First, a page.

by Syeda Hasan
She is the first to arrive at any meeting, ready to take meticulous notes. She responds to emails at the speed of light, volunteers for extra projects and still makes it to her evening yoga class on time.
But when you praise her work, she doesn’t believe you. She’s sure you’re exaggerating. How could anyone think she’s a superstar when she overslept and walked in four minutes late this morning?
Does this train of thought sound familiar, BG? If so, you’re not alone.
After interviewing some of the world’s leading ladies, journalists Katty Kay and Claire Shipman found that many successful women suffer from self-doubt. Their recent story in the Atlantic tackles the “confidence gap” – while men tend to feel secure of their abilities and dare to take risks, women lack confidence which holds them back professionally. When it comes to breaking the glass ceiling, the writers say “confidence matters as much as competence.”
So how does a smart, hip, beautiful Brown Girl go about gaining self-confidence and exuding it in the workplace? We interviewed some successful working BGs to find out.
Aditi Mehta, 28, is the founder and director of Brown Girl Magazine. She is currently working towards her MBA at the University of Chicago.
“I think a lot of girls, especially South Asian women, are taught to be quiet and listen. I can’t ever remember my mom telling me to be louder. In the professional world and in American culture, you have to speak up in order to get anywhere. Particularly for Indian women, this is an important skill to have. You’re here because you’re a smart, intelligent person, and you shouldn’t be fearful of not being good enough.”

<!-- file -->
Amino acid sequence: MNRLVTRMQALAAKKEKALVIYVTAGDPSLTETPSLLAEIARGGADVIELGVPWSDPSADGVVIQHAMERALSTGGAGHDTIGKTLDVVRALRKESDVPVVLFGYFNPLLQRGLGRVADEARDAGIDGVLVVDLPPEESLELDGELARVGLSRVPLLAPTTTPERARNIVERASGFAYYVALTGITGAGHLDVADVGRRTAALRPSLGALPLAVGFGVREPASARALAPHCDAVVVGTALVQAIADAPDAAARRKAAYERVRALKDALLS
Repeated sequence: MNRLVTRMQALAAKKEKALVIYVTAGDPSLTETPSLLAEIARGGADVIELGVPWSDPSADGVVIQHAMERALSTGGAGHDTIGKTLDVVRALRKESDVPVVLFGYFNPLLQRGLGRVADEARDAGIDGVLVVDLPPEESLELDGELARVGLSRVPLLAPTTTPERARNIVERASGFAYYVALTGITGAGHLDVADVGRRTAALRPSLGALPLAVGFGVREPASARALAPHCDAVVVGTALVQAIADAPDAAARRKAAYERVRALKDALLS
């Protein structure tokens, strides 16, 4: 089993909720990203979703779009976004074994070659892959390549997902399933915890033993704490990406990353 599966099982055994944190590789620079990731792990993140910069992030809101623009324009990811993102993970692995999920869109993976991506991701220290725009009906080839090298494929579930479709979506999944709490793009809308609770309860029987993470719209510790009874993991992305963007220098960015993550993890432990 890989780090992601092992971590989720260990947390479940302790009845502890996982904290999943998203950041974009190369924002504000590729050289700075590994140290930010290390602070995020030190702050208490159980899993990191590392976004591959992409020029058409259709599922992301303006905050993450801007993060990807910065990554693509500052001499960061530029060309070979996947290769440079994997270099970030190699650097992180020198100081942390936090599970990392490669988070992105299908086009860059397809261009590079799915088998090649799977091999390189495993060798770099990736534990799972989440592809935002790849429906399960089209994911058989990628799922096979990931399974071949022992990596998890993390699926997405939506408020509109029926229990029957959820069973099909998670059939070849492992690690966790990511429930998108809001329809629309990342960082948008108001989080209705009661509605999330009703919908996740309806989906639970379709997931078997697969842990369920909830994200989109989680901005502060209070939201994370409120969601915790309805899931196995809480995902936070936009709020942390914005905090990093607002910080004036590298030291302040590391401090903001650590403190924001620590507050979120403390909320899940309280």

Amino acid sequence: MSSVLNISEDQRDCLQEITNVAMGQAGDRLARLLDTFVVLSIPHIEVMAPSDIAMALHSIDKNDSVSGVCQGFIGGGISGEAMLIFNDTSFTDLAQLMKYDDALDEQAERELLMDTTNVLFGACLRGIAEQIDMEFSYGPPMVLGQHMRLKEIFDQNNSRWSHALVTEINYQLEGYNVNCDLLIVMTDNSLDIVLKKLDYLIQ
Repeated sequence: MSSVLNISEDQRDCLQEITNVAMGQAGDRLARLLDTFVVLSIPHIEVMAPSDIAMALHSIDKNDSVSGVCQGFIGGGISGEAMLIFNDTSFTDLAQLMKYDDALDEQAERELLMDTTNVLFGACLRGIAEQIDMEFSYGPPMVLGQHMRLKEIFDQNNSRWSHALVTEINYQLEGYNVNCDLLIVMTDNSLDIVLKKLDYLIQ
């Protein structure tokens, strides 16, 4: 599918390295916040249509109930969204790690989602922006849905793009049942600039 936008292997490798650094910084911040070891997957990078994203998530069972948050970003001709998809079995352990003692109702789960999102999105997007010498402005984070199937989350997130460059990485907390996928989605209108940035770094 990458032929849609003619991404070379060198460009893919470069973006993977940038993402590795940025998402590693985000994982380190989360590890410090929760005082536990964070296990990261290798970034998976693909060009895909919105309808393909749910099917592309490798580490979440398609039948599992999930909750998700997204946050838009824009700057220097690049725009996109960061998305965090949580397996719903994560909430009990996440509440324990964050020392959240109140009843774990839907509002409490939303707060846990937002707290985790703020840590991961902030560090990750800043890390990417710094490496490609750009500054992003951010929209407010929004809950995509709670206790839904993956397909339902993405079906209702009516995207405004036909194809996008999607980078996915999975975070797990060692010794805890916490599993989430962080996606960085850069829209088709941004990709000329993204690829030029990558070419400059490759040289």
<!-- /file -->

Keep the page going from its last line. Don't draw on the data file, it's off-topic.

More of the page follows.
Parul Gandhi Jafri, 29, works as an economist for the Canadian government in Ottawa, Ontario.
“I think women tend not to show their abilities because women who do are perceived as arrogant. Whereas for men, it’s just something that is expected. As a woman progresses in her career and personal life, she naturally gains confidence. Be honest about your capabilities and what you’re willing to take on. It’s not everyone’s personality to be aggressive and take on a male-dominated environment. Find a mentor that can guide you. Be willing to explore until you find a place and position that fits for you.”
Neelima Sukhavasi, 26, is a fourth-year medical student at the University of Texas Medical Branch in Houston, Texas. She will be starting her residency in OB/GYN this June.
“One of the biggest challenges for me was feeling confident enough to speak up in front of my team. Even though I was in the same class and at the same level of education as my fellow students, I had this fear that I was the least competent of the group. I often did know the answers, and by not speaking up, I was only holding myself back. If I made a mistake, I made a point to add it to my list of things to research. Don’t be scared to ask your boss for feedback on your performance, especially if you feel there is something you could improve on. You will not only benefit from their advice, but they may be impressed that you took the initiative to ask.”